Origin Energy Remains Open for 'the Right Price'

Submitted by Craig Strzelecki on 2 June, 2008 - 11:06

Australia’s Origin Energy Ltd. is the biggest producer of gas from coal seams. It rejected BG group’s offer last week for A$13.6 million or $13 million but stated that it still remains open for conversation for any fresh offers at the right price. It is also open to any fresh offers from any other interested bidders.

BG Group is Britain’s largest supplier of liquefied natural gas from Atlantic Basin to Asia. It is also UK’s third largest natural gas producer. It had increased its bid to $15.50 per share which was put forward to the shareholders. However, it was hurriedly rejected at the eleventh hour when one of the Malaysian liquefied natural gas giant, Petronas, offered $2.6 billion for 40 percent of Queensland LPG project from Santos.

According to Managing Director of Origin Energy, Grant King, BG could not match the rival bid for Santos which was close to $16 billion and was substantially more than BG’s current offer. Yet another reason for rejecting BG’s bid was the report from an independent resource consultant from Netherlands, Sewell and Associates. They had reported a 121 percent expansion of its 3P reserves. He further confirmed that the company was always for sale but the price shall have to be “a lot more” than $15.50 per share. If people want to put an offer including BG, they are always free to do so.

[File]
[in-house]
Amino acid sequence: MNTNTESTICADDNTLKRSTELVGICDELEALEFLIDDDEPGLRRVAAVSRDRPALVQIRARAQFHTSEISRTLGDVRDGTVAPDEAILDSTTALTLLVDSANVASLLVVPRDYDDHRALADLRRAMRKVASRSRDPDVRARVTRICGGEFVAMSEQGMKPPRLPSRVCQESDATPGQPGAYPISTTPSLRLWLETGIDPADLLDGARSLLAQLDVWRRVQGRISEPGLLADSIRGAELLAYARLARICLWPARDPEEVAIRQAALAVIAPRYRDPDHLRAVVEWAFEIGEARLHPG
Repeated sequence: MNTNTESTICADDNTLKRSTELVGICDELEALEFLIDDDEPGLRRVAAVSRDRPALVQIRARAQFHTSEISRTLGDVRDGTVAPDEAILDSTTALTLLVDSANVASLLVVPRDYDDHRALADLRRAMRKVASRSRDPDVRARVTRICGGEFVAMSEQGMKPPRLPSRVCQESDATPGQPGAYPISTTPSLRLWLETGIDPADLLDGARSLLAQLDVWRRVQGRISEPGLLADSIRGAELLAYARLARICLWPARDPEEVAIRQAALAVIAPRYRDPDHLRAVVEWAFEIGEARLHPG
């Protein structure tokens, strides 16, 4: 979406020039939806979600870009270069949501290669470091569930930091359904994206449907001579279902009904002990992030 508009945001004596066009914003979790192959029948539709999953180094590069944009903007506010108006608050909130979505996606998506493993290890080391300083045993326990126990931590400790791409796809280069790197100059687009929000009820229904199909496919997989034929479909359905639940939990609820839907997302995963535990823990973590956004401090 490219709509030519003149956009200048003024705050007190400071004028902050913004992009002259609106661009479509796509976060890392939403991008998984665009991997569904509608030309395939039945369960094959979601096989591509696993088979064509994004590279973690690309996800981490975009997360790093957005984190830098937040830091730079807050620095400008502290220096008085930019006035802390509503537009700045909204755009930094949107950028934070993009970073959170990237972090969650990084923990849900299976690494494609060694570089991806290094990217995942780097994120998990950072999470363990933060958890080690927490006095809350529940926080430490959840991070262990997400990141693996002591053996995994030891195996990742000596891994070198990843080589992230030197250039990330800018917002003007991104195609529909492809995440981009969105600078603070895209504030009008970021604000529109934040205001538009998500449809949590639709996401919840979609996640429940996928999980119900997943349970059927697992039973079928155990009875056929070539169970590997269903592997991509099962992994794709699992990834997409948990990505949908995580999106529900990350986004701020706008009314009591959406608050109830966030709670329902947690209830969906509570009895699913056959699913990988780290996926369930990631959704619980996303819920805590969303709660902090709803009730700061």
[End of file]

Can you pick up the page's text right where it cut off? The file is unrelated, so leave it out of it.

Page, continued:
BG Group had been expecting a positive reply from Origin Energy as it had already revised its bid by 48 percent from $14.70 a share to $15.50. That was a hike from $12.9 billion bid to $13.6 billion bid. According to BG, it is now evaluating all the available options for the deal. It may re-engage, initiate a hostile take over or simply walk away.

Origin Energy’s share prices rallied on the Australian Stock Exchange on May 30 following the rumours about Santos-Petronas deal. The stock prices rose 6.9 percent to A$16.15 and finally closed at $15.60 which was $1 more than its previous close. BG’s share fell 2.2 percent to 1266 pence on London Stock Exchange.